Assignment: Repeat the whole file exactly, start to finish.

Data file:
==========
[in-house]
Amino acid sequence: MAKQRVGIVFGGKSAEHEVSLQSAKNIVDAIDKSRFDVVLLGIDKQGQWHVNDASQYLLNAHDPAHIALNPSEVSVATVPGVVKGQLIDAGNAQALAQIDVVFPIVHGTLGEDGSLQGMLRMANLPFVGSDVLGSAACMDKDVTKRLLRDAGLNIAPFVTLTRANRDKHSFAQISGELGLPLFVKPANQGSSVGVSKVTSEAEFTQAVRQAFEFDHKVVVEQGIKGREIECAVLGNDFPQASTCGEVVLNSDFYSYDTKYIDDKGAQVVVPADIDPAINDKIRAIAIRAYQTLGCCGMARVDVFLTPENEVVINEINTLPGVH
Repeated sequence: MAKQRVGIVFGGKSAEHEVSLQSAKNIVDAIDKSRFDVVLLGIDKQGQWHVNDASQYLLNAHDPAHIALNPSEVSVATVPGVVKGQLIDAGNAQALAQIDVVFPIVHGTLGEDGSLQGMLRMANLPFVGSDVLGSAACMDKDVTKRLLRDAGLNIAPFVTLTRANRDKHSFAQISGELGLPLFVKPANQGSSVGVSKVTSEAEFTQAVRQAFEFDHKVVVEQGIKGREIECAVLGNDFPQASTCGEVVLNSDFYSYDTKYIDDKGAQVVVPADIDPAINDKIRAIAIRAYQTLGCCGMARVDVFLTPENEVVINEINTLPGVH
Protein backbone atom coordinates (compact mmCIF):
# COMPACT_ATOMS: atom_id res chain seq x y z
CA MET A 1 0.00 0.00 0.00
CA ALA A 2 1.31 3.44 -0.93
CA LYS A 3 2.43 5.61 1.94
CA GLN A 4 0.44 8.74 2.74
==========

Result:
[in-house]
Amino acid sequence: MAKQRVGIVFGGKSAEHEVSLQSAKNIVDAIDKSRFDVVLLGIDKQGQWHVNDASQYLLNAHDPAHIALNPSEVSVATVPGVVKGQLIDAGNAQALAQIDVVFPIVHGTLGEDGSLQGMLRMANLPFVGSDVLGSAACMDKDVTKRLLRDAGLNIAPFVTLTRANRDKHSFAQISGELGLPLFVKPANQGSSVGVSKVTSEAEFTQAVRQAFEFDHKVVVEQGIKGREIECAVLGNDFPQASTCGEVVLNSDFYSYDTKYIDDKGAQVVVPADIDPAINDKIRAIAIRAYQTLGCCGMARVDVFLTPENEVVINEINTLPGVH
Repeated sequence: MAKQRVGIVFGGKSAEHEVSLQSAKNIVDAIDKSRFDVVLLGIDKQGQWHVNDASQYLLNAHDPAHIALNPSEVSVATVPGVVKGQLIDAGNAQALAQIDVVFPIVHGTLGEDGSLQGMLRMANLPFVGSDVLGSAACMDKDVTKRLLRDAGLNIAPFVTLTRANRDKHSFAQISGELGLPLFVKPANQGSSVGVSKVTSEAEFTQAVRQAFEFDHKVVVEQGIKGREIECAVLGNDFPQASTCGEVVLNSDFYSYDTKYIDDKGAQVVVPADIDPAINDKIRAIAIRAYQTLGCCGMARVDVFLTPENEVVINEINTLPGVH
Protein backbone atom coordinates (compact mmCIF):
# COMPACT_ATOMS: atom_id res chain seq x y z
CA MET A 1 0.00 0.00 0.00
CA ALA A 2 1.31 3.44 -0.93
CA LYS A 3 2.43 5.61 1.94
CA GLN A 4 0.44 8.74 2.74